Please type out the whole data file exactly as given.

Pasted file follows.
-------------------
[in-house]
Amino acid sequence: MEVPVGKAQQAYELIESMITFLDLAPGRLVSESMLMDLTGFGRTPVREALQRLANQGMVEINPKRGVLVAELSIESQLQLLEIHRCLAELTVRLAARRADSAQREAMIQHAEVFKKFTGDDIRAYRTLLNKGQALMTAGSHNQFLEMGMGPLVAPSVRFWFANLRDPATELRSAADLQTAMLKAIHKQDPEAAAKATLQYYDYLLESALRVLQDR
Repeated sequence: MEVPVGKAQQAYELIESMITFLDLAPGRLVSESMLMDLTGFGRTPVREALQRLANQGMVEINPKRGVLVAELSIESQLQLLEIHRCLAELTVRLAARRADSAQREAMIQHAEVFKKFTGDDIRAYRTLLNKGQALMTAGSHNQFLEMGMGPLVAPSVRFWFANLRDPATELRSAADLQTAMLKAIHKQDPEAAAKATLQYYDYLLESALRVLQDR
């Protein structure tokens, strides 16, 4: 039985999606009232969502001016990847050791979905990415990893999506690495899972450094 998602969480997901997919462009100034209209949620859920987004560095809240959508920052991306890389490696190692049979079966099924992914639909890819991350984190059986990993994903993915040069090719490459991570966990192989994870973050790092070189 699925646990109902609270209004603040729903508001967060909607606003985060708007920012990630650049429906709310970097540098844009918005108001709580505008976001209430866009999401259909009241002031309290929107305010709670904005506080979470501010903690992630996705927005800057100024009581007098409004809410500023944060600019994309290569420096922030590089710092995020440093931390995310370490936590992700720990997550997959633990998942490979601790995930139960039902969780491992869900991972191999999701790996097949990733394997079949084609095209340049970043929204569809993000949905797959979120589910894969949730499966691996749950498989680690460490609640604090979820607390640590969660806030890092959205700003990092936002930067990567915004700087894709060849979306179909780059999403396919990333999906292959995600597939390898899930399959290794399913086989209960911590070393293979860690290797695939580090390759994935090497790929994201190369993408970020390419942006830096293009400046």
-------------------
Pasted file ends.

[in-house]
Amino acid sequence: MEVPVGKAQQAYELIESMITFLDLAPGRLVSESMLMDLTGFGRTPVREALQRLANQGMVEINPKRGVLVAELSIESQLQLLEIHRCLAELTVRLAARRADSAQREAMIQHAEVFKKFTGDDIRAYRTLLNKGQALMTAGSHNQFLEMGMGPLVAPSVRFWFANLRDPATELRSAADLQTAMLKAIHKQDPEAAAKATLQYYDYLLESALRVLQDR
Repeated sequence: MEVPVGKAQQAYELIESMITFLDLAPGRLVSESMLMDLTGFGRTPVREALQRLANQGMVEINPKRGVLVAELSIESQLQLLEIHRCLAELTVRLAARRADSAQREAMIQHAEVFKKFTGDDIRAYRTLLNKGQALMTAGSHNQFLEMGMGPLVAPSVRFWFANLRDPATELRSAADLQTAMLKAIHKQDPEAAAKATLQYYDYLLESALRVLQDR
């Protein structure tokens, strides 16, 4: 039985999606009232969502001016990847050791979905990415990893999506690495899972450094 998602969480997901997919462009100034209209949620859920987004560095809240959508920052991306890389490696190692049979079966099924992914639909890819991350984190059986990993994903993915040069090719490459991570966990192989994870973050790092070189 699925646990109902609270209004603040729903508001967060909607606003985060708007920012990630650049429906709310970097540098844009918005108001709580505008976001209430866009999401259909009241002031309290929107305010709670904005506080979470501010903690992630996705927005800057100024009581007098409004809410500023944060600019994309290569420096922030590089710092995020440093931390995310370490936590992700720990997550997959633990998942490979601790995930139960039902969780491992869900991972191999999701790996097949990733394997079949084609095209340049970043929204569809993000949905797959979120589910894969949730499966691996749950498989680690460490609640604090979820607390640590969660806030890092959205700003990092936002930067990567915004700087894709060849979306179909780059999403396919990333999906292959995600597939390898899930399959290794399913086989209960911590070393293979860690290797695939580090390759994935090497790929994201190369993408970020390419942006830096293009400046």